Associate Chief Justice H. Holmes of the Supreme Court of British Columbia ruled against Meng Wanzhou on Wednesday in her challenge to extradition to the US. She argued that the “double criminality” requirement for her extradition to the Eastern District of New York could not be met because her conduct related entirely to conduct in the US. For the committal hearing, the Attorney General had to demonstrate that Meng’s conduct would have been fraudulent if it had taken place in Canada.
Holmes determined that the “allegations depend on the effects of US sanctions” and that “those effects may play a part in the determination of whether double criminality is established.” Thus, she found that the double criminality requirement is “capable of being met in this case,” and she dismissed Meng’s application.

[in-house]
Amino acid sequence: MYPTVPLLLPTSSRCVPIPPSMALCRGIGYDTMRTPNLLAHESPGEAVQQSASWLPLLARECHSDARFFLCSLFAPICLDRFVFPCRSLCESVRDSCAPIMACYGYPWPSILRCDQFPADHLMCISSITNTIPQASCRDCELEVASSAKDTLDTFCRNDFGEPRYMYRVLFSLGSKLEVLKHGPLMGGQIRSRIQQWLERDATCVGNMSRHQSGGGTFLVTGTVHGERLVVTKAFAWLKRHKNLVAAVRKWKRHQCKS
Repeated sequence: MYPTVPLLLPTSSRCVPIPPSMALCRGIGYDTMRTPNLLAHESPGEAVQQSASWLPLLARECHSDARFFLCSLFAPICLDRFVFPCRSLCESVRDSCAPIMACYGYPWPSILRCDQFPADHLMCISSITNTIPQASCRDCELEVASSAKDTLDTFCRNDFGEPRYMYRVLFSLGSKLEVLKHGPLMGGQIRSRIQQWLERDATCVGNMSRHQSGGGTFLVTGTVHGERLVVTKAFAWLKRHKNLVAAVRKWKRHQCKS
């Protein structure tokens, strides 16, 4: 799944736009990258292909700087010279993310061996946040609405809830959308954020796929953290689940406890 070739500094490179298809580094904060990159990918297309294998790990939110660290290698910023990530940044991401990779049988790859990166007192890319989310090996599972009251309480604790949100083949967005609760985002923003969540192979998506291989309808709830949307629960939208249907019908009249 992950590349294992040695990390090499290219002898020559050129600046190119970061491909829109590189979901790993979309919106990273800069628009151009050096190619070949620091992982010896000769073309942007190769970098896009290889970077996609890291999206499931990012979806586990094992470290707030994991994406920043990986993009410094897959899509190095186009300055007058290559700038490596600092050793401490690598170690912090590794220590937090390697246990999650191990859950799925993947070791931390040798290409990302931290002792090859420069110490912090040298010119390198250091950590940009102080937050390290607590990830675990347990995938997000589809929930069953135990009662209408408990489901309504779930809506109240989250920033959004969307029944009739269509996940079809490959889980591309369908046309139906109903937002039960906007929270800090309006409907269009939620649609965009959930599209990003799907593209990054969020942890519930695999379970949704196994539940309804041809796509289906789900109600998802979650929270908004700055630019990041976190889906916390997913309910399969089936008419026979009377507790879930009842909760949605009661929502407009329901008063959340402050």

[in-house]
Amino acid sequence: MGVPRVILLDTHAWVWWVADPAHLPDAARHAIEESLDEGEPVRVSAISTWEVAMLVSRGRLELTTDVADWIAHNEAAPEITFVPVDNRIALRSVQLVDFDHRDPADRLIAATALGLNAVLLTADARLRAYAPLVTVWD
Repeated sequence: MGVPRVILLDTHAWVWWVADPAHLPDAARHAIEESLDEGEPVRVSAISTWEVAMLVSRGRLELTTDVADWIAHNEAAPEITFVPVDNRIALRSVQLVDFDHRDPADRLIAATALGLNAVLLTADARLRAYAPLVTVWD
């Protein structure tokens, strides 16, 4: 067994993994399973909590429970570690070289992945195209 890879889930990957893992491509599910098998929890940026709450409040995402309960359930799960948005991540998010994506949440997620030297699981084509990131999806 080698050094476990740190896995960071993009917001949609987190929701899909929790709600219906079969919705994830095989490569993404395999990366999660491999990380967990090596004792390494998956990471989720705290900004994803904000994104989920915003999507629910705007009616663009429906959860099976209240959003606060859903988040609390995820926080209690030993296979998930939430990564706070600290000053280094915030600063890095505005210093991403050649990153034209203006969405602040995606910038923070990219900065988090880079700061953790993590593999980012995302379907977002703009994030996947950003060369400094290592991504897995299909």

Meng was the CFO of Huawei, the world’s largest telecommunications equipment manufacturer. The US Department of Justice filed criminal charges against the company and its affiliates in 2019 for “bank fraud, wire fraud, various conspiracy acts and violations of the International Emergency Economic Powers Act.”
The charges include allegations that Huawei lied to US officials and agencies regarding its relationship with the Iran company Skycom. Meng served on the board of directors of Skycom and is said to have participated in deception.